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SFU Co-op Student

a group of staff gathering in the lunchroom eating together
There is always a sense of vulnerability when you are new, but I’ve learned to think of it as a new chance to meet people.

One of the things I worried about when I was starting my co-op job was what I would do at lunchtime. Do people normally go out to eat for lunch? Do people normally eat in the lunchroom? What will I do? I really wanted to form connections and have a friendly relationship with my co-workers, but I was not quite sure how I would do this. On my first day, I was overwhelmed with newness: new faces, new places, and new routines. There was just a lot to absorb! On the job, I mainly work with my supervisor, and when she left on her lunch break on my first day, I was not sure what to do. The break room seemed almost daunting because I heard a lot of people sitting inside speaking another language. They sounded like they were having fun, but I felt a little overwhelmed and decided not to join them. Instead, I simply took my break at my desk. I was quite bored by myself and listened to the laughter and an unknown language come from the break room.

I got home that night and reflected on my day. The only person I really talked to that day was my supervisor, and as nice as she was, it would have been nice to meet some new people. I decided that the next day, I will suck it up and go in the break room and maybe my co-workers will speak in English when I enter. The next day, my supervisor left for her lunch break and I took a deep breath and walked towards the lunchroom. I nervously sat down in the big empty room by myself. Soon enough people started coming in and heating up their food in the microwaves. Eventually, my co-workers started to sit down and we introduced ourselves. I was blown away by how incredibly friendly everyone was. Not only did they ask me a lot about myself, but also they were very considerate and spoke English the whole time I was in the lunchroom.

I noticed some trends in the office when it came to lunchtime. Most people either left during their lunch break or skipped their break. It seemed that most people did not even eat in the lunchroom except for the production workers because they could not eat at their desks (they are the ones in charge of making cameras and it requires a clean space). Because I was not a part of the production team, I think my co-workers thought I was a little odd for taking a lunch break in the lunchroom as I was the only non-production worker who ate in the lunchroom regularly. But, I figured that this was the best way to get to know some of my coworkers and it actually turned out to be quite fun!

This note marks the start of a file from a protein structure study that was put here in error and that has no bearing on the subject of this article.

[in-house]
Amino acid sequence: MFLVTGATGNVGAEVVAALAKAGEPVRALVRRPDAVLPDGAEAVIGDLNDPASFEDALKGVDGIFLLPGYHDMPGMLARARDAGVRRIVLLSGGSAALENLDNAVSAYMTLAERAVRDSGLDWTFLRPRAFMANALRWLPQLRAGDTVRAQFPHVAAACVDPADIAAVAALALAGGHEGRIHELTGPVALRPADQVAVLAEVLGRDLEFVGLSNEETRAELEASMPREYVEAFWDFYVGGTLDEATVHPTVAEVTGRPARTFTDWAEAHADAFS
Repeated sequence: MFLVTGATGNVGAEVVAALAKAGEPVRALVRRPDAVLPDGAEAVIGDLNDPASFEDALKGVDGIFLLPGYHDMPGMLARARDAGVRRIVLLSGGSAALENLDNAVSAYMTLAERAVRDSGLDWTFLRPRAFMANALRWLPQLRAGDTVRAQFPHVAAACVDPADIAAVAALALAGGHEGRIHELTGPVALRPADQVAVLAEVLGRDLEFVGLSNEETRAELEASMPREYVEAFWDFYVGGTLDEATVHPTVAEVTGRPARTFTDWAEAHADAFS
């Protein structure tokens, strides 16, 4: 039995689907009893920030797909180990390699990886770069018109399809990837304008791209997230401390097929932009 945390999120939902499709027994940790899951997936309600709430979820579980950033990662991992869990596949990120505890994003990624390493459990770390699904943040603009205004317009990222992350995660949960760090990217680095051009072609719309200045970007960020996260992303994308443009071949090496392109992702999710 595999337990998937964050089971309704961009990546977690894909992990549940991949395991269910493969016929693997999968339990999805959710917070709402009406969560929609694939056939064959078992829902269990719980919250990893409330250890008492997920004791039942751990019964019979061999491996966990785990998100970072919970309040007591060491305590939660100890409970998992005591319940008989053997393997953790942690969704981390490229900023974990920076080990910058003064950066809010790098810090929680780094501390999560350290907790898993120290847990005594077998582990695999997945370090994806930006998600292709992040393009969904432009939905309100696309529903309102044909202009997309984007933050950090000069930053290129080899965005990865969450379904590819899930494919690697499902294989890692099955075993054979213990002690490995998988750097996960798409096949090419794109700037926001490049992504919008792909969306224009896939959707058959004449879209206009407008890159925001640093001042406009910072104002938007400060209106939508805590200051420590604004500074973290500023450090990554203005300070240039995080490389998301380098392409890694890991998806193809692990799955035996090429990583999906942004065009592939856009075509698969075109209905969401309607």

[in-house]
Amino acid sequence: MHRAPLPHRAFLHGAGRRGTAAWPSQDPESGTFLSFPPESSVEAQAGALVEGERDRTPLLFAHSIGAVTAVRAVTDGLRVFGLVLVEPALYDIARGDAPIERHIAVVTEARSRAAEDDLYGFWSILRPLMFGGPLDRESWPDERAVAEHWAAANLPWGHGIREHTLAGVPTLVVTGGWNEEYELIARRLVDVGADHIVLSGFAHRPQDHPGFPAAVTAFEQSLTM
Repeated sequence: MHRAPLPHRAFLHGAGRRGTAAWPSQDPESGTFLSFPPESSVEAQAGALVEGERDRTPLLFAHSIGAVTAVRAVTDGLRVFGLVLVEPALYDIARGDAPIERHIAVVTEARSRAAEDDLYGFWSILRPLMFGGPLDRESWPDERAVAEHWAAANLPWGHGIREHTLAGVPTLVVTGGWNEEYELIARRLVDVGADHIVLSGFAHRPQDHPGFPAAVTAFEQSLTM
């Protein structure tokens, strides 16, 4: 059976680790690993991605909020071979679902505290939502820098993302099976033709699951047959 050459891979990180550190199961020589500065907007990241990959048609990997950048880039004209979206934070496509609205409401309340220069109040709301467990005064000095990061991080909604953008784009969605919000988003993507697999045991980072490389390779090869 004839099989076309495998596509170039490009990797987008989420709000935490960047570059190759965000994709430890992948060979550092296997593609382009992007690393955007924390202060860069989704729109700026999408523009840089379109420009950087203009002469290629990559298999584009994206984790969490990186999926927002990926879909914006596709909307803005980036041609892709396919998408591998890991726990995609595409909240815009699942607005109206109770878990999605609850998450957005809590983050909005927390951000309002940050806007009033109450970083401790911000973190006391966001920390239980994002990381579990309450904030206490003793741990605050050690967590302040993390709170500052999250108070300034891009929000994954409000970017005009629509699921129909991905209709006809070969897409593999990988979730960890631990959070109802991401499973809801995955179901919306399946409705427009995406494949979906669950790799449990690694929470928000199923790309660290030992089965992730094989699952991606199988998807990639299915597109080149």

Some of my favourite memories took place in the lunchroom. There was one infamous day where I noticed that everyone was eating bananas. I pointed this out to my coworkers and we decided that we were a part of the ‘Banana Club,’ and somehow I was appointed president. Such an honour! There were many laughs and jokes that were thrown about in the lunchroom. We even had potlucks about once a month to celebrate birthdays or other occasions. On the morning of the potluck, the TWO refrigerators would be packed full of food. Potlucks were the one time when almost everyone in the company came into the lunchroom. They were often my favourite days because the atmosphere seemed more festive and there would be new food to try, and most of it was homemade.

The friendships I formed with my coworkers in the lunchroom definitely brought an extra bit of fun into my time at work. If I saw some of my lunchroom buddies in the hallway we would often say “hello”, and sometimes it was an extra silly “hello.” Near the end of my co-op term, we had a “Christmas/Natalie is leaving” potluck. It was nice to have a last potluck with my friends, and it was very kind of my supervisor to set up.

When I reflect back, I’m really glad I sat in the lunchroom, as nerve-wracking as it might have been initially. There is always a sense of vulnerability when you are new, but I’ve learned to think of it as a new chance to meet people. On my last day, I received a lot of best wishes that I don’t think I would have received if I didn’t make the effort to make friends. Getting to know your co-workers not only helps you network, but it makes life a lot more fun! 

SFU Co-op Student
Connect with Natalie on LinkedIn or Twitter Natalie is a Communications and English graduate with a love for writing and learning. In the midst of her first co-op workterm as a marketing assistant, where she learned many practical skills and life lessons that inspired her to write this blog series. She volunteered at SFU as an Orientation Leader, and a FCAT Mentor.

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